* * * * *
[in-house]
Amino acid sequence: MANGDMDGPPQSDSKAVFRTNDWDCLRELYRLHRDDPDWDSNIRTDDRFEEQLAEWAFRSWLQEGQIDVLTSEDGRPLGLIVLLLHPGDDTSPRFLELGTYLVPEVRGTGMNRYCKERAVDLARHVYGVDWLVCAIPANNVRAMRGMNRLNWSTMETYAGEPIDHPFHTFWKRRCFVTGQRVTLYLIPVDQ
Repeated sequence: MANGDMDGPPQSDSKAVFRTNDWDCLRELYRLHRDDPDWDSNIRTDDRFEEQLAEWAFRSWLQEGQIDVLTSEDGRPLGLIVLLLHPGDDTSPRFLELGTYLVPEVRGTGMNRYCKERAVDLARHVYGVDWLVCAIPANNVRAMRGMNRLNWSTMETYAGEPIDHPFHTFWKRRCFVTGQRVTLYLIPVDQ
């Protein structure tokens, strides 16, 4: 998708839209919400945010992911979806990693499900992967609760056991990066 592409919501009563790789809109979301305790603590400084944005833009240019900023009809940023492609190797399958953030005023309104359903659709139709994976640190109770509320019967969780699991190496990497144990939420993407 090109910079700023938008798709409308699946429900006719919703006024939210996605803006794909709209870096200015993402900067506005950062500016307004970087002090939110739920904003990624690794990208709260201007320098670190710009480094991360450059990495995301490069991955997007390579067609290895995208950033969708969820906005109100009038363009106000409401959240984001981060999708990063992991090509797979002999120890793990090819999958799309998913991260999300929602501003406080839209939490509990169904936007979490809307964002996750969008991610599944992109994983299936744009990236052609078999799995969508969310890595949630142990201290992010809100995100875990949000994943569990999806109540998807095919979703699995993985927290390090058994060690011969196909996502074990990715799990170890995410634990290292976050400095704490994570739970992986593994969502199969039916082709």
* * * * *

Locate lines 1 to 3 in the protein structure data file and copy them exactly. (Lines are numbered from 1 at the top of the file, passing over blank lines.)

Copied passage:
[in-house]
Amino acid sequence: MANGDMDGPPQSDSKAVFRTNDWDCLRELYRLHRDDPDWDSNIRTDDRFEEQLAEWAFRSWLQEGQIDVLTSEDGRPLGLIVLLLHPGDDTSPRFLELGTYLVPEVRGTGMNRYCKERAVDLARHVYGVDWLVCAIPANNVRAMRGMNRLNWSTMETYAGEPIDHPFHTFWKRRCFVTGQRVTLYLIPVDQ
Repeated sequence: MANGDMDGPPQSDSKAVFRTNDWDCLRELYRLHRDDPDWDSNIRTDDRFEEQLAEWAFRSWLQEGQIDVLTSEDGRPLGLIVLLLHPGDDTSPRFLELGTYLVPEVRGTGMNRYCKERAVDLARHVYGVDWLVCAIPANNVRAMRGMNRLNWSTMETYAGEPIDHPFHTFWKRRCFVTGQRVTLYLIPVDQ